A taste of Italy in the jungle

(To read El Gringo Feo’s Costa Rica Diary from the beginning, start here.)

Sunday, September 23

I love it when a plan comes together.

I went A Team last night here in the jungle, pulling together a Tico-infused version of one of my favorite meals, Seafood fra Diavalo. It took advance planning and a liberal dose of red wine to pull it off.

On Friday as I hobbled up and down the aisles of the supermercado here in Uvita, I stocked up on garlic, onions, basil, oregano and pasta. I also secured the best Chilean boxed wine money can buy, knowing I’d need that to enhance the tomato sauce I’d be using as a base. Finally, I picked up a package of frozen local seafood — white fish, mussels, clams, crab and shrimp.

So far, so good.

When Gian arrived yesterday morning to deliver Sara’s incredible pizza, focaccia and ciabatta, I had the final components of my master plan. While I was cooking the sauce, I added a liberal amount of wine and an almost equal amount of my favorite Tico hot sauce, Spicy Life. I’m having a hard time getting the cook top here to simmer. Even at its lowest setting, the flame is a bit too much so I cooked the sauce for only an hour or so. Normally, I’d do that for several hours on a low simmer.

The picture really doesn’t do the final product justice. While I’d be reluctant to serve it to Italians like Gian and Sara, it was more than adequate for El Gringo Feo. I ate it with a big hunk of ciabatta and a piece of rosemary focaccia. For dessert, a chunk of Costa Rican chocolate and another glass of wine. ¡Que sabrosa! (Y muchas gracias, Sara y Gian, por el pan.)

After dinner, I decided to hang out in the bar area since the evening rain had started, making the prospect of a return to the Treehouse rather wet. My ankle has been improving slowly but I’m still not wanting to make a mad dash through a tropical downpour. I spent an hour or two reading the latest book I’ve embarked on, Yuval Noah Harari’s Sapiens: A Brief History of Humankind. It’s a fascinating, sobering, concise view of our history on the planet, and at times it’s nothing short of brutal. This should be required reading for anyone who rejects evolution. The science is compelling, and Harari is quick to concede when the scientific record is vague, conflicting or incomplete.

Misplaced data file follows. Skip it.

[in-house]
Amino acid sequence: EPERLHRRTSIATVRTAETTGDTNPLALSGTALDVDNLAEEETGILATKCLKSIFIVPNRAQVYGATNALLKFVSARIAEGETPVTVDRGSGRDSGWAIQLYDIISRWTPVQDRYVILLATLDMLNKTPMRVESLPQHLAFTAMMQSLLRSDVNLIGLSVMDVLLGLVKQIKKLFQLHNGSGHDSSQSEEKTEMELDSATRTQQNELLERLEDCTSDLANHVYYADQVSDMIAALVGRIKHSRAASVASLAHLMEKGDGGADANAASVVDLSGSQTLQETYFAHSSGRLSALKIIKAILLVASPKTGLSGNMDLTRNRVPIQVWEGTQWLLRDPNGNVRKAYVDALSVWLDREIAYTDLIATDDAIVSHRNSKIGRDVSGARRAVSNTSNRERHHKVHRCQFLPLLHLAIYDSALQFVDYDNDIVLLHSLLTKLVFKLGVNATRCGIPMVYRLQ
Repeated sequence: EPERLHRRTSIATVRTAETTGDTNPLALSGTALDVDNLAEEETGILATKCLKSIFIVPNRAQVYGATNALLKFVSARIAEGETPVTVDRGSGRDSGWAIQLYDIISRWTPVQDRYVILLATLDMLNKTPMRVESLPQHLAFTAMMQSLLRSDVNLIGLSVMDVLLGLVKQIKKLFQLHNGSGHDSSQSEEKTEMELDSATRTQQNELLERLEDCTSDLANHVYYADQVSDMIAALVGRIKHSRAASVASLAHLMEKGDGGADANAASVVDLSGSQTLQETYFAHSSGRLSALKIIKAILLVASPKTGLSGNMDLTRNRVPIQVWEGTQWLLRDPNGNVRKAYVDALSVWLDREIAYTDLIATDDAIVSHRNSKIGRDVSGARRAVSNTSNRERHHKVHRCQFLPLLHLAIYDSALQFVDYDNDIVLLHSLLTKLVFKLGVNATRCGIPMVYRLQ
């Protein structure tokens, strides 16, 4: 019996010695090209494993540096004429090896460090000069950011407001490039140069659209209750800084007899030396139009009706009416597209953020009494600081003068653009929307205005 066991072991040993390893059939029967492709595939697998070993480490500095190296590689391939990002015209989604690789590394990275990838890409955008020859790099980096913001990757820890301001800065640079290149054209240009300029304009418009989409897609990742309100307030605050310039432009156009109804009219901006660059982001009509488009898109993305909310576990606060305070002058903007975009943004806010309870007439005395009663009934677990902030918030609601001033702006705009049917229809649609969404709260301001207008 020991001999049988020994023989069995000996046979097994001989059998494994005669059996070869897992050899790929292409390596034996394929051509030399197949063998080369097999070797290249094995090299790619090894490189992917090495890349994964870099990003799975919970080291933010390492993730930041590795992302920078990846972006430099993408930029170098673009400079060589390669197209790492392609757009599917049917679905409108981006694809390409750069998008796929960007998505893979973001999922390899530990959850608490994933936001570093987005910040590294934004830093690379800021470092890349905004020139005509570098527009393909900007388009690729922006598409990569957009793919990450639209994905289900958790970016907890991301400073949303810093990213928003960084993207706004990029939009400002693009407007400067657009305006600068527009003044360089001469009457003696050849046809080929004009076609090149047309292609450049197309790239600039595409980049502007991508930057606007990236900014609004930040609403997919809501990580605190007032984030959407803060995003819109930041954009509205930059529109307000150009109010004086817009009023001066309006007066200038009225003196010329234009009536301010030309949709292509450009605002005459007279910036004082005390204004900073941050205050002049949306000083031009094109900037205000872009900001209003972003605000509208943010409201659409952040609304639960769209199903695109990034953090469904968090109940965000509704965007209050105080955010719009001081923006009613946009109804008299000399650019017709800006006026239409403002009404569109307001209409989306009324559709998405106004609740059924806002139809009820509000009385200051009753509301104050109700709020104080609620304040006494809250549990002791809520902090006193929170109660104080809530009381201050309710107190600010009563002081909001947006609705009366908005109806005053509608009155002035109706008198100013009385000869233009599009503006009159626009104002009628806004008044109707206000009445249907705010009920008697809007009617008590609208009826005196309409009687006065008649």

There’s a section where he discusses the Aché, a group of hunter-gatherers who lived in the Paraguayan jungle until the 1960s.

When an old Aché woman became a burden to the rest of the band, one of the younger men would sneak behind her and kill her with an axe-blow to the head.

I recoiled when I read that. It’s so cold and foreign to our world view. But then I started thinking about it. I live in a society that has decided those who can’t afford health care can be left to die slowly and horribly of cancer or other afflictions, many of which could be cured or even prevented with the right medical care. I guess the difference is that rather than having a young man brutally eliminate a member of the herd who is a burden, we have wealthy old men who do essentially the same thing with laws and platitudes about not being able to afford to care for those who are a burden. It’s not blunt as a blow to the head, but the end result is pretty much the same.

I also found fascinating Harari’s argument that the Agricultural Revolution was a step backward for Homo sapiens, not forward. The population explosion it fostered threw things irreparably out of balance. “We did not domesticate wheat. It domesticated us,” he writes. He doesn’t soft-sell the life of hunter-gathers, as the passage I quoted above makes clear. But the more you read about the history of Homo sapiens, the more you wonder if we’re really moving forward. Early in the book, he ominously notes that Homo erectus was the longest reigning human, living in the eastern regions of Asia for 2 million years. “It is doubtful whether Homo sapiens will still be around a thousand years from now, so 2 million years is really out of our league,” he writes. It’s tough to argue the point.

Maybe DEVO was right. We are de-evolving …

I shifted over to Shakespeare’s poetry after getting thoroughly depressed about our prospects of beating Homo erectus’ 2-million-year record. As I read Venus and Adonis, the storm grew exponentially, with the thunder and lightning (trueno y relámpago) mirroring poor Venus’ fury at being unable to seduce Adonis. It got to the point where the electrical tempest was so vicious I was genuinely afraid, wincing each time there was a flash in anticipation of the roiling explosion of thunder that followed in successively shorter intervals. Surprisingly, we never lost power, though when things subsided and I returned to the Treehouse, I noticed the low-voltage lights outside weren’t on and once I got inside, I discovered that one set of track lights was completely burned out. All three bulbs gone. There’d been some sort of surge up here, even though I didn’t notice it down in the kitchen area.

I emerged from the Treehouse this morning to run down to the kitchen for some bread to eat with the anti-infammatory drug I’m taking for my ankle. As soon as I stepped out, a shimmering blue morpho butterfly floated by, dipping here, zagging there, riding the morning breeze with calculated randomness. I felt a bit like Moses emerging after the flood, but my rainbow was a single hue and had wings. After I got my bread and a banana, I returned to the Treehouse, where the rains have resumed. The deluge wasn’t done, merely paused. It’s rainy season, after all. Here’s hoping there’s no trueno y relámpago this time around …